In our new writing SWAG bag this month, a double-whammy of flash fiction
by Verena Tay
Teo Beng Seng spent his childhood running about the kampungs of Nee Soon and his adulthood mastering taichi amidst the high-rises of Yishun, unlike his plump ten-year-old grandson, Brandon, who only exercised his thumbs on a PlayStation in their three-generation flat. Teo had to act.
One night, Teo responded to Brandon’s pestering by saying, “Boy, I’ll buy the latest version of Gods of War if you beat me in a game.”
Brandon was all ears. “What game?”
“I’ll show you.”
The next day, Teo led Brandon to the neighbourhood provision shop. Only when they were back at the void deck of their block did Teo reveal what he had purchased, “Nah!”
“Huh?” scowled Brandon.
“Chaptek, lah. You’ve never seen?”
“This is how you play,” said Teo. Throwing the rooster-feathered rubber disc into the air, he kicked at the chaptek repeatedly and kept it up in the air continuously for fifteen counts. Teo smiled. The chaptek king of Nee Soon still had the magic at age seventy-two. Then he said, “Boy, if you can beat that before the end of the school holidays, the computer game is yours.”
For ten minutes, Brandon threw and kicked at the chaptek, managing two counts with Teo’s guidance. Then, tired and bored, he refused to try further and insisted on returning to his PlayStation.
Alone on the void deck, Teo played on, laughing and reliving childhood glory.
It was not rain. It was a continuous deluge, as if someone naughty upstairs had left a thousand faucets full on, the falling monsoon muting the day and all other sounds.
Rachel inched along the super-long taxi queue, trying to shield Ryan and the week’s shopping in the supermarket trolley from getting damp, the shelter the mall provided from bad weather being far from adequate. If only Jon hadn’t been called back to work, she would have finished the marketing long ago with his help. If only she owned a car and could drive, she would have been home long ago. If only her phone hadn’t died, she would have called for a cab, but then she would probably be fighting thousands of others doing the same. If only…
The only thing she was grateful for was that Ryan had tired himself tearing about earlier, which of course made the marketing more stressful as she tried to manage the two-and-a-half-year-old, trolley, handbag and diaper bag. Now he was fast asleep in the child seat, his chubby face against the handlebars innocent of having pulled things off the shelves (thank goodness only tissue boxes). So much energy, this kid, how to keep up with him? So intelligent, see how he manoeuvred himself through the supermarket. So loud when he screamed and yelled in protest when she tried to put the tissue boxes back. Yet why couldn’t he speak proper words yet? Jon’s sister’s three girls spoke at around eighteen months. Perhaps it was time to that she and Jon find a specialist to check him out, just in case.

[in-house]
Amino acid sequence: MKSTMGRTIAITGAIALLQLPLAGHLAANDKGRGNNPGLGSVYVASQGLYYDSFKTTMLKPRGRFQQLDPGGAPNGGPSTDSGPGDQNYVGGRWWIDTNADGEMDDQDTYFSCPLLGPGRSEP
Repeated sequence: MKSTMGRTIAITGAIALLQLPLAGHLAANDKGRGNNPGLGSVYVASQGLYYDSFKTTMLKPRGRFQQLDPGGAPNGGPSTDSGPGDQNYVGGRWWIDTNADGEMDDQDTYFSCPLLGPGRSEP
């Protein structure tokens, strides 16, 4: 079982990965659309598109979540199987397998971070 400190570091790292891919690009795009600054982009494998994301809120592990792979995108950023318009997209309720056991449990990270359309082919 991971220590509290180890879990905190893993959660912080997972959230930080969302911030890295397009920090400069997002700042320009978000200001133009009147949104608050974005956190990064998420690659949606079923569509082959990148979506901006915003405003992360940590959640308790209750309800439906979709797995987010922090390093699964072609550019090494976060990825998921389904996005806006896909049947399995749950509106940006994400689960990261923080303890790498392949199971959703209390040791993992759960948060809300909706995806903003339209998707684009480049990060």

But perhaps she should sue the mall first. So much for sheltering customers from the rain! What if Ryan got sick again from getting damp? God, not another round of childish flu and coughs… She opened the diaper bag and retrieved a small blanket. Before she could cover her son, Ryan moved in his sleep and mumbled.
“Yes, Baby, I’m here,” Rachel replied.
Still with his eyes closed, Ryan reached out for her and said one soft word that reverberated loudly in the space between raindrops, “Mummy…”
Rachel laughed. The other people in the taxi queue turned to stare at this strange woman who dared break the tedium of waiting with lightness. She could not care less. She pushed her trolley forward to fill the gap that had appeared when someone entered a cab. Then she enclosed her son within the blanket, kissed his head in gratitude and hugged him tightly. If only Jon had been here…
Verena Tay (www.verenatay.com) has published two short story collections, Spectre (2012) and Spaces (2016), and four play collections, and edited twelve fiction anthologies, including Math Paper Press’ popular Balik Kampung series. She is now working on her first novel as part of her PhD studies in Creative Writing at Swansea University.